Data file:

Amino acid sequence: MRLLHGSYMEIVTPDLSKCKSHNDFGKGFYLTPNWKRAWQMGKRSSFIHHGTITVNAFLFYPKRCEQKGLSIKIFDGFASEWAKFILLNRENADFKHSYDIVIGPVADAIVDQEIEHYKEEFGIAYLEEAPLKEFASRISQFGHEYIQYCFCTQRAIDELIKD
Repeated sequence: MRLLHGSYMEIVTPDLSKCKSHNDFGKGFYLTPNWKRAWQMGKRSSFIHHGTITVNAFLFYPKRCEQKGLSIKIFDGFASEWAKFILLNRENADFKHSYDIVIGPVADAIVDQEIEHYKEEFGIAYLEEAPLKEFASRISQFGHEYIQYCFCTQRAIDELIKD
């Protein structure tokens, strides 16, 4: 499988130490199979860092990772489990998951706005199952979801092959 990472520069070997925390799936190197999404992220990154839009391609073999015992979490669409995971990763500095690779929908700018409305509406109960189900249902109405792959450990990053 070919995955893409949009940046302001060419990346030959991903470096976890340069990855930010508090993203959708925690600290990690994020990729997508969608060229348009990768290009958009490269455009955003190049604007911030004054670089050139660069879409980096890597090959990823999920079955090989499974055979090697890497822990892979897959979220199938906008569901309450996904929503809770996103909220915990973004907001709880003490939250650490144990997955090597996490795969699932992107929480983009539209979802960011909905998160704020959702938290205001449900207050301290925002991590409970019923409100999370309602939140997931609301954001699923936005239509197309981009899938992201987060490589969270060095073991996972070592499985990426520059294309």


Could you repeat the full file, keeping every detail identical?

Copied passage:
Amino acid sequence: MRLLHGSYMEIVTPDLSKCKSHNDFGKGFYLTPNWKRAWQMGKRSSFIHHGTITVNAFLFYPKRCEQKGLSIKIFDGFASEWAKFILLNRENADFKHSYDIVIGPVADAIVDQEIEHYKEEFGIAYLEEAPLKEFASRISQFGHEYIQYCFCTQRAIDELIKD
Repeated sequence: MRLLHGSYMEIVTPDLSKCKSHNDFGKGFYLTPNWKRAWQMGKRSSFIHHGTITVNAFLFYPKRCEQKGLSIKIFDGFASEWAKFILLNRENADFKHSYDIVIGPVADAIVDQEIEHYKEEFGIAYLEEAPLKEFASRISQFGHEYIQYCFCTQRAIDELIKD
């Protein structure tokens, strides 16, 4: 499988130490199979860092990772489990998951706005199952979801092959 990472520069070997925390799936190197999404992220990154839009391609073999015992979490669409995971990763500095690779929908700018409305509406109960189900249902109405792959450990990053 070919995955893409949009940046302001060419990346030959991903470096976890340069990855930010508090993203959708925690600290990690994020990729997508969608060229348009990768290009958009490269455009955003190049604007911030004054670089050139660069879409980096890597090959990823999920079955090989499974055979090697890497822990892979897959979220199938906008569901309450996904929503809770996103909220915990973004907001709880003490939250650490144990997955090597996490795969699932992107929480983009539209979802960011909905998160704020959702938290205001449900207050301290925002991590409970019923409100999370309602939140997931609301954001699923936005239509197309981009899938992201987060490589969270060095073991996972070592499985990426520059294309």